Jo Johnson addressed today’s HEFCE annual conference with a focus on UK knowledge exchange activities and annual HE-BCI data for 2015-16. HEFCE analysis of the data provides a detailed look at how the university sector is performing across a wide range of KE activities.
Overall income from knowledge exchange in England grew by 3%, with income across the UK reaching a record £4.2bn in total. PraxisAURIL particularly welcomes the increase in engagement with small and medium-sized enterprises, with university income from contract research increasing by 13% and from consultancy by 14%. This reflects the significant effort that universities have put into working with SMEs to increase collaboration with that business sector.
The Industrial Strategy Green Paper puts high expectations on the university sector to deliver innovations for growth, particularly through commercialisation of research. Figures for income from IP, which includes licensing, reflect the dynamism of an important but small part of a much wider range of knowledge exchange vehicles used by the research base to generate both income and impact. For example, the report also shows how university knowledge exchange activity benefits graduates and society. Universities and colleges helped to launch over 4,000 graduate start-up companies, and in total, these are estimated to have created over 22,000 jobs.
Johnson’s speech increases the pressure for universities across the piece to increase their commercialisation income, in spite of calls in the Dowling Review (2015) for universities to focus on long-term collaborations rather than short-term revenue. Formal spin-offs based on IP generated by a university increased by 18 per cent to 168 new companies. In total, university spin-off companies now employ over 18,000 people and attracted external investment estimated at over £1.1 billion in 2015-16. UK performance was compared unfavourably with the US, but international comparisons by HEFCE have demonstrated that year-on-year the UK performs well per research pound in terms of patents and spin-out creation – particularly when the very rare ‘super deals’ (such as Google) that skew the data are stripped out. This year’s figures show the UK continuing to outperform the US on percentage industrial contribution to research at 7.69%.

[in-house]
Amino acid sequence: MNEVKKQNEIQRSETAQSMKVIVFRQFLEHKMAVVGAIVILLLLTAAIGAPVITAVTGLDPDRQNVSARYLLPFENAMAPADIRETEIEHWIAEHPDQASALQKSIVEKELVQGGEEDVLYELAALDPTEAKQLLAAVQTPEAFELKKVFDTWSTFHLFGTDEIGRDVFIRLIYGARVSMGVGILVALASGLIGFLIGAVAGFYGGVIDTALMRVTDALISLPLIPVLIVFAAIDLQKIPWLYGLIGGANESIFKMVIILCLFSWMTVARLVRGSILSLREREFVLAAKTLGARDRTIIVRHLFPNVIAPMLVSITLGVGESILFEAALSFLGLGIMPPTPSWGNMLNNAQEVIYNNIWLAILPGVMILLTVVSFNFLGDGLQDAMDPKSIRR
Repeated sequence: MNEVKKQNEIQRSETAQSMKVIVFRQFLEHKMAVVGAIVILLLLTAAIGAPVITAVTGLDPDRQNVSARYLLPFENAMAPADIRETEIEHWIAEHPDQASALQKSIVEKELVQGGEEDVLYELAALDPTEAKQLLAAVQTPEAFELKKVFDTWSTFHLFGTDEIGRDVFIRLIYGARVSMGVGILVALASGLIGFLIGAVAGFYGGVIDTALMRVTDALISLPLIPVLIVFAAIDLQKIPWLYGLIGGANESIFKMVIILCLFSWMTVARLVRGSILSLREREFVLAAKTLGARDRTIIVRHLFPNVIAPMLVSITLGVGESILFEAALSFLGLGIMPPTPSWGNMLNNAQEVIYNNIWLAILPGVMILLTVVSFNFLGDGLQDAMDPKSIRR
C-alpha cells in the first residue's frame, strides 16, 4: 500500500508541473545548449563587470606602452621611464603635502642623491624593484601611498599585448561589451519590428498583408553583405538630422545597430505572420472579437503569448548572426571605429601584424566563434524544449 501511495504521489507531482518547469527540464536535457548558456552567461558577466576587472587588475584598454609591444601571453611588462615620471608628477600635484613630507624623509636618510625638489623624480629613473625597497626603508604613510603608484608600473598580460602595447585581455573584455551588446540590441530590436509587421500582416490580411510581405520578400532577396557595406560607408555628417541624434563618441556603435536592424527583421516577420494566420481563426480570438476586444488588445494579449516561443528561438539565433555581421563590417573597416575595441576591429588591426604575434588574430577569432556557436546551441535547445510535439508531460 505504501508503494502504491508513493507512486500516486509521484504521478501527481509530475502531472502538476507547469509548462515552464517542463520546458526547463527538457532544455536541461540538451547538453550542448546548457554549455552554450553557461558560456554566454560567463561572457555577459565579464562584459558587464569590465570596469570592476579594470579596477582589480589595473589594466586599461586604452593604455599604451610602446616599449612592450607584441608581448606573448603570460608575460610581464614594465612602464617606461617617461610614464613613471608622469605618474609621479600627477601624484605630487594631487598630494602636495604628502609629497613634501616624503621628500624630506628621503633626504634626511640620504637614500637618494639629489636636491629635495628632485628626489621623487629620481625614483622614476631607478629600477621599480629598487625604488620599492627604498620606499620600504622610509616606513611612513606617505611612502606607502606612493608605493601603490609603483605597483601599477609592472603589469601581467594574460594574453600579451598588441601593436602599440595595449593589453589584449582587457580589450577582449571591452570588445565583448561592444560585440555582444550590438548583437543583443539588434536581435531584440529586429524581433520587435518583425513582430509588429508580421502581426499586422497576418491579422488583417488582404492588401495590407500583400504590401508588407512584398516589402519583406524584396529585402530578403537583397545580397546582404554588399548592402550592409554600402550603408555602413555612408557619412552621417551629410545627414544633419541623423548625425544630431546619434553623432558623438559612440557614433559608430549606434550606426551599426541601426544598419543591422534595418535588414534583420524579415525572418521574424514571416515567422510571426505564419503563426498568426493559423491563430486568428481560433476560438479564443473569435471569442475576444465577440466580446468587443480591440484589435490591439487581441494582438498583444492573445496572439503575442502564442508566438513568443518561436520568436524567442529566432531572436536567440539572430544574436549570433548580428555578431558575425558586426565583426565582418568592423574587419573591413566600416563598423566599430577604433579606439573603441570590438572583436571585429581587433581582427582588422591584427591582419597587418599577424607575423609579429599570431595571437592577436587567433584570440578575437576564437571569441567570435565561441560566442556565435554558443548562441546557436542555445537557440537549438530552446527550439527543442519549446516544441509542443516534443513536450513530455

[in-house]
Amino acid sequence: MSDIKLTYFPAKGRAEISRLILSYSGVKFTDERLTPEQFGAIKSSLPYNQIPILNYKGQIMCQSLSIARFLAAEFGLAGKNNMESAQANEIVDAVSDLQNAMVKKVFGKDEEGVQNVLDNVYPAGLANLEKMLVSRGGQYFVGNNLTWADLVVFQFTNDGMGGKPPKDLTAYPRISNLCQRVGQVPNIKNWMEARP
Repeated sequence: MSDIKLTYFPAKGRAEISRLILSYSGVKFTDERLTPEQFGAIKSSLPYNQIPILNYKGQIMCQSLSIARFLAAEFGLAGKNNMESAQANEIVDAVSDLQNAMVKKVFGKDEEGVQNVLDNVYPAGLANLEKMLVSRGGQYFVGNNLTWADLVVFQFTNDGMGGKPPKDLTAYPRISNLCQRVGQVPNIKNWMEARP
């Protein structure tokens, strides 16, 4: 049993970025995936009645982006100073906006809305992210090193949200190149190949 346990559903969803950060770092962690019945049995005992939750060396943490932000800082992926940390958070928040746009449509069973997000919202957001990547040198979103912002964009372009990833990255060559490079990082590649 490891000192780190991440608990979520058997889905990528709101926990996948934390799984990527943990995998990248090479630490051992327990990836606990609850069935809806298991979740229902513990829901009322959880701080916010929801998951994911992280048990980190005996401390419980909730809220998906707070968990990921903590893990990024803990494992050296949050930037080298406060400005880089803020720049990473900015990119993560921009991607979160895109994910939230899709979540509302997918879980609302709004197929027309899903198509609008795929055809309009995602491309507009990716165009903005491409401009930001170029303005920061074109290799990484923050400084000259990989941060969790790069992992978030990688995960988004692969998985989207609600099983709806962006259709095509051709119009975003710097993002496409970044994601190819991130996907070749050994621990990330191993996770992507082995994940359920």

For the first time, HEFCE analysis presents data at the UK regional, sub-regional, county, LEP region and individual institutional level as maps, reflecting the emphasis on ‘place’ in the Government’s industrial strategy green paper. This analysis will support efforts to build capacity and target support where universities aspire to do more. At the same time we must not ignore the role of businesses and investors in growing KE activity and income; analysis has shown that investment and the absorptive capacity of industry is very low in many UK regions and universities there can struggle to attract commercial partners. We have welcomed the ‘Connecting Capabilities Fund’ as a way to tackle this. It will be vital to engage with potential customers in development of a KE Framework in order to ensure that proposals will result in greater interest and investment by external partners.
PraxisAuril represents Knowledge Exchange and Commercialisation (KEC) Professionals and their role in helping to stimulate innovation, productivity and growth; locally, nationally and internationally. Our members are drawn from across the UK and provide a vital link between universities and businesses of all kinds. The network’s expertise has played a key part of the HEFCE KE Framework project to date and we will ensure that that engagement continues under proposals announced today.
The 2015-16 HEBCI data analysis can be accessed here. Details of Jo Johnson’s speech to HEFCE can be accessed via the BEIS website, with full details of Connecting Capability awards and 3rd Wave Science & Innovation Audits.